Perimeter inspection to determine ant type and nest locations
Targeted bait applications in high activity areas
Liquid and granular perimeter treatments that provide fast knockdown and create a long-lasting barrier against ants and other crawling insects
Outline of corrective measures to prevent future infestations
Contrary to her title, the ant queen is not in charge of the colony; she does not direct the ants or make colony decisions. Rather she lays eggs. Her role is vital because she is the only one that can lay eggs and reproduce workers to ensure the survival of the colony.
The queen holds the highest rank in an ant colony— there is no king. Some ant species have more than one queen per colony, but there is a limited number, so if the queen(s) dies, the colony dies, because no new workers will be produced. Once the last of the existing workers reaches its three- to four-month life span and dies, the colony will go defunct.
The queen does not search out food, ever leave the nest, or even feed herself. Rather, she is fed by the workers who are all sterile females. As a colony grows, it will eventually produce winged male and female ants, which swarm from the nest to mate. After mating, the male will die and the female will seek a new nesting site—to start the process over again.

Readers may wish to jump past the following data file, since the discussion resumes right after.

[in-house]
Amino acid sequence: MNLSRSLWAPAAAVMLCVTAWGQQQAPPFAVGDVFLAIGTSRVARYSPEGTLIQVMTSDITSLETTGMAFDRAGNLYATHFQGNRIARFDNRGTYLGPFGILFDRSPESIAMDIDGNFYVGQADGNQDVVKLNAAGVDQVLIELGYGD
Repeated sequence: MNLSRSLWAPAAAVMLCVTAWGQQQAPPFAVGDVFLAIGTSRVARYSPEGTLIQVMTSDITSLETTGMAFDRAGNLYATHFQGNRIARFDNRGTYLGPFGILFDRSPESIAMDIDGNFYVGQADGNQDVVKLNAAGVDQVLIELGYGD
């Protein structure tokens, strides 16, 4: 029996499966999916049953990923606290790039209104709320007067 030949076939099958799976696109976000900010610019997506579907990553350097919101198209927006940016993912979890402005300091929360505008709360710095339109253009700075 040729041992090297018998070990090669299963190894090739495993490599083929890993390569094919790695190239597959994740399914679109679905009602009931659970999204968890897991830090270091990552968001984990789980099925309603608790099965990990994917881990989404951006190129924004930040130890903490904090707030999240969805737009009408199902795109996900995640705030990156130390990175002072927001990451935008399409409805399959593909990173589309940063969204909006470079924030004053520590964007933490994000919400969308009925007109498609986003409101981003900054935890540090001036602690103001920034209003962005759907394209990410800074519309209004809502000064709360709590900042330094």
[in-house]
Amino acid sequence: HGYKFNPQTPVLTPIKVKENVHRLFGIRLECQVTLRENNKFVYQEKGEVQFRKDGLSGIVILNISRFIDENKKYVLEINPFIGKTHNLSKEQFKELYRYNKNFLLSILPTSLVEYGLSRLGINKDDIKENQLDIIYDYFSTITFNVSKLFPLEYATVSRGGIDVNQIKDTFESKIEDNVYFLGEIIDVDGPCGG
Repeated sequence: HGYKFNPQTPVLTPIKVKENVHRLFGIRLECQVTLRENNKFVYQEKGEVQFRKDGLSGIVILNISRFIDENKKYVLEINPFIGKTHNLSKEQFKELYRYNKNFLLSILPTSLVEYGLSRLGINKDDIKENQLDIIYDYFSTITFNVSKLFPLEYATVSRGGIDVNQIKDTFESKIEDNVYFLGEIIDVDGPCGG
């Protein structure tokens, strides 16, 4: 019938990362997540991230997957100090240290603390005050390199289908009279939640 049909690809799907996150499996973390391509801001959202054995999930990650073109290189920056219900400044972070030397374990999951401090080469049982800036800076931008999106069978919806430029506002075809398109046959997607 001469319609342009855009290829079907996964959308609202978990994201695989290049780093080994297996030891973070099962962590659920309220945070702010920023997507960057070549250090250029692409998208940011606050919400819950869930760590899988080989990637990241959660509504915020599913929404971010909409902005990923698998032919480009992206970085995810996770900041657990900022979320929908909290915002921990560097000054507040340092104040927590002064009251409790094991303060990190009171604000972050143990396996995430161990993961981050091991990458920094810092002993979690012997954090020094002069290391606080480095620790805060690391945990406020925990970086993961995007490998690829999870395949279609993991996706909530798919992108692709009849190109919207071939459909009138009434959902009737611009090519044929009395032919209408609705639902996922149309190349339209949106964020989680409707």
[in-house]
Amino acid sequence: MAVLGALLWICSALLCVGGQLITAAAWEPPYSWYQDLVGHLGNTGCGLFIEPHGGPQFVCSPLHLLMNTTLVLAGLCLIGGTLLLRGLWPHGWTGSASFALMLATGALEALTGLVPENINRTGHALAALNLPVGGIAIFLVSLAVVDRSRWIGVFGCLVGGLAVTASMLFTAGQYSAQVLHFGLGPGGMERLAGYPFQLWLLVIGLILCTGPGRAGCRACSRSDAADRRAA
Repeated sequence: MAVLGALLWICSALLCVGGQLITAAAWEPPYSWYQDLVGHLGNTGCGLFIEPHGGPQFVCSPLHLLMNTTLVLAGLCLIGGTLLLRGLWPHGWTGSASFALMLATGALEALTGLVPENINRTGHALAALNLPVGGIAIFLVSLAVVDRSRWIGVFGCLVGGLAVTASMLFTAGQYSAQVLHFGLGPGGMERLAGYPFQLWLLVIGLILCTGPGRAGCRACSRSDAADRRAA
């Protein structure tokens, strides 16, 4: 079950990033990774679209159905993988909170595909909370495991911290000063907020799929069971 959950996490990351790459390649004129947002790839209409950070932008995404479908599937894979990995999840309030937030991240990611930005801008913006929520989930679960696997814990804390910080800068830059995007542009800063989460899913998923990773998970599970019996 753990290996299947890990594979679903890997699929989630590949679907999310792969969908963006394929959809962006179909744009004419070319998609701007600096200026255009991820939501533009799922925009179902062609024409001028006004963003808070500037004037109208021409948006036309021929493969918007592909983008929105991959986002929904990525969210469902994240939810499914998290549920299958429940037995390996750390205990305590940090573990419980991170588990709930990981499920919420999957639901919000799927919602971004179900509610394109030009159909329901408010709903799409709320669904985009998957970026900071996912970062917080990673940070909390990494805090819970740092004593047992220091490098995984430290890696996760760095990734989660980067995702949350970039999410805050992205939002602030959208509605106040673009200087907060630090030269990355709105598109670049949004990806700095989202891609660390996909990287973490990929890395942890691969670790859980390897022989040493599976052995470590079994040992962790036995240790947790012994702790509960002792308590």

Ants don’t have ears. They “hear” by feeling vibrations in the ground through their feet. (National Pest Management Association) Most ants have very poor eyesight, but some have no eyes at all. These species have developed such advanced communication through their antennae that they have no need for eyes.
The total weight of all the ants in the world is the same as, if not larger than, that of all humans.